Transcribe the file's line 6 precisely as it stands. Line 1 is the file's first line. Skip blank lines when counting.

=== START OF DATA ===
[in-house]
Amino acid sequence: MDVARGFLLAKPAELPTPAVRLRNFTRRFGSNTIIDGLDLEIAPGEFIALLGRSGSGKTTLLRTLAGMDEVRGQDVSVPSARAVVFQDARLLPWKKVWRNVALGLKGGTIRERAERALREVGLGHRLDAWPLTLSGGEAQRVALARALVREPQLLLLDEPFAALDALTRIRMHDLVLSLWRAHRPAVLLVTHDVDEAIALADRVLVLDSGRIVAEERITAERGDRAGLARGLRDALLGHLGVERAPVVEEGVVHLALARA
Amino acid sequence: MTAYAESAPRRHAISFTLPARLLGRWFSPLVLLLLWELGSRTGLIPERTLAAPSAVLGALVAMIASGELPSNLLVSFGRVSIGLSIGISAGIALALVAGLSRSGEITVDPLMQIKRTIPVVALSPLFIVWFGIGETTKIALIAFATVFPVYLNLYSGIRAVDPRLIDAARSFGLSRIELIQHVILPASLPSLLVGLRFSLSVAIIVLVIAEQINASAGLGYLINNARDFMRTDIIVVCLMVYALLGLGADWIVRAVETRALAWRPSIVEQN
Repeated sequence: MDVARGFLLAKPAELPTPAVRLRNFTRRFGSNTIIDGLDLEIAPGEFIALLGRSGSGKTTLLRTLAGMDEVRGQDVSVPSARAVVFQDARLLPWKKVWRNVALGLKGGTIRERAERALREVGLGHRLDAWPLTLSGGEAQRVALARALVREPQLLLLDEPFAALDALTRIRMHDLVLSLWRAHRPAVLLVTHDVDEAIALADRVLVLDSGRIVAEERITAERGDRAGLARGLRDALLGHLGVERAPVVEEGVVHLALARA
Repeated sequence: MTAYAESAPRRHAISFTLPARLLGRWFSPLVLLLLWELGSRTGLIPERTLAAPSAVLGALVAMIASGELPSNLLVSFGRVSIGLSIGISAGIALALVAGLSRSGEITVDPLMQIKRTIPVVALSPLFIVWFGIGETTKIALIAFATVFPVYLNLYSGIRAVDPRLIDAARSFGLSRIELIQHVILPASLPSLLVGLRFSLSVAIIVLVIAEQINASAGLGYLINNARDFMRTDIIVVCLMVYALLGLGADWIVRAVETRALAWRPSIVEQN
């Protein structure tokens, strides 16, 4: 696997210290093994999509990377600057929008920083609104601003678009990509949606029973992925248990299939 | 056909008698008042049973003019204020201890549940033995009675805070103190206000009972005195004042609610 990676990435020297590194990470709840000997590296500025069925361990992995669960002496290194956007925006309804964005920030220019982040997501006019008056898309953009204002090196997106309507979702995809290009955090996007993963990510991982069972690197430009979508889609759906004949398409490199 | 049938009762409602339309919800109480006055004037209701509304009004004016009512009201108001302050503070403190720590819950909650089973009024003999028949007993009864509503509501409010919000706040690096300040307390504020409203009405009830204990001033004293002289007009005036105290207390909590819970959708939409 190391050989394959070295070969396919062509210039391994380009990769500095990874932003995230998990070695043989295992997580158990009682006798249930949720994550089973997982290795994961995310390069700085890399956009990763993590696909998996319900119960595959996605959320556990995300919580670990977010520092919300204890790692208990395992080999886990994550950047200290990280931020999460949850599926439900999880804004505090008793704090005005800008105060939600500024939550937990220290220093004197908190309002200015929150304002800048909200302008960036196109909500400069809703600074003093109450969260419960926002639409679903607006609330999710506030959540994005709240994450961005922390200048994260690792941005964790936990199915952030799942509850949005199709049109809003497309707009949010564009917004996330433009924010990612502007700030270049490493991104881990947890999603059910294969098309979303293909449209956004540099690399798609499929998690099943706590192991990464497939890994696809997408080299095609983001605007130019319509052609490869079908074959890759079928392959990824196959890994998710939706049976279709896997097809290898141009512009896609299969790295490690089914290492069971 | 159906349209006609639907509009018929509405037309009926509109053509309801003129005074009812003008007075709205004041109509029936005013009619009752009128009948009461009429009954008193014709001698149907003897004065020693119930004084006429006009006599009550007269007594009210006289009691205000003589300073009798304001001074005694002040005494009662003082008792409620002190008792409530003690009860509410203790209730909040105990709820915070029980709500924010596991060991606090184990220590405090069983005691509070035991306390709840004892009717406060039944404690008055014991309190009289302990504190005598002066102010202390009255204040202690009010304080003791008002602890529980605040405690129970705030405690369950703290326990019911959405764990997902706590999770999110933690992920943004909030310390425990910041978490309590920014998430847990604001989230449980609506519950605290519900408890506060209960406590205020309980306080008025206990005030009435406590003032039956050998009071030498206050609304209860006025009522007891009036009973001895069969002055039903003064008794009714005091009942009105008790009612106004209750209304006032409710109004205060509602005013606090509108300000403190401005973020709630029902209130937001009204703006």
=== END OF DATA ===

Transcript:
């Protein structure tokens, strides 16, 4: 696997210290093994999509990377600057929008920083609104601003678009990509949606029973992925248990299939 | 056909008698008042049973003019204020201890549940033995009675805070103190206000009972005195004042609610 990676990435020297590194990470709840000997590296500025069925361990992995669960002496290194956007925006309804964005920030220019982040997501006019008056898309953009204002090196997106309507979702995809290009955090996007993963990510991982069972690197430009979508889609759906004949398409490199 | 049938009762409602339309919800109480006055004037209701509304009004004016009512009201108001302050503070403190720590819950909650089973009024003999028949007993009864509503509501409010919000706040690096300040307390504020409203009405009830204990001033004293002289007009005036105290207390909590819970959708939409 190391050989394959070295070969396919062509210039391994380009990769500095990874932003995230998990070695043989295992997580158990009682006798249930949720994550089973997982290795994961995310390069700085890399956009990763993590696909998996319900119960595959996605959320556990995300919580670990977010520092919300204890790692208990395992080999886990994550950047200290990280931020999460949850599926439900999880804004505090008793704090005005800008105060939600500024939550937990220290220093004197908190309002200015929150304002800048909200302008960036196109909500400069809703600074003093109450969260419960926002639409679903607006609330999710506030959540994005709240994450961005922390200048994260690792941005964790936990199915952030799942509850949005199709049109809003497309707009949010564009917004996330433009924010990612502007700030270049490493991104881990947890999603059910294969098309979303293909449209956004540099690399798609499929998690099943706590192991990464497939890994696809997408080299095609983001605007130019319509052609490869079908074959890759079928392959990824196959890994998710939706049976279709896997097809290898141009512009896609299969790295490690089914290492069971 | 159906349209006609639907509009018929509405037309009926509109053509309801003129005074009812003008007075709205004041109509029936005013009619009752009128009948009461009429009954008193014709001698149907003897004065020693119930004084006429006009006599009550007269007594009210006289009691205000003589300073009798304001001074005694002040005494009662003082008792409620002190008792409530003690009860509410203790209730909040105990709820915070029980709500924010596991060991606090184990220590405090069983005691509070035991306390709840004892009717406060039944404690008055014991309190009289302990504190005598002066102010202390009255204040202690009010304080003791008002602890529980605040405690129970705030405690369950703290326990019911959405764990997902706590999770999110933690992920943004909030310390425990910041978490309590920014998430847990604001989230449980609506519950605290519900408890506060209960406590205020309980306080008025206990005030009435406590003032039956050998009071030498206050609304209860006025009522007891009036009973001895069969002055039903003064008794009714005091009942009105008790009612106004209750209304006032409710109004205060509602005013606090509108300000403190401005973020709630029902209130937001009204703006």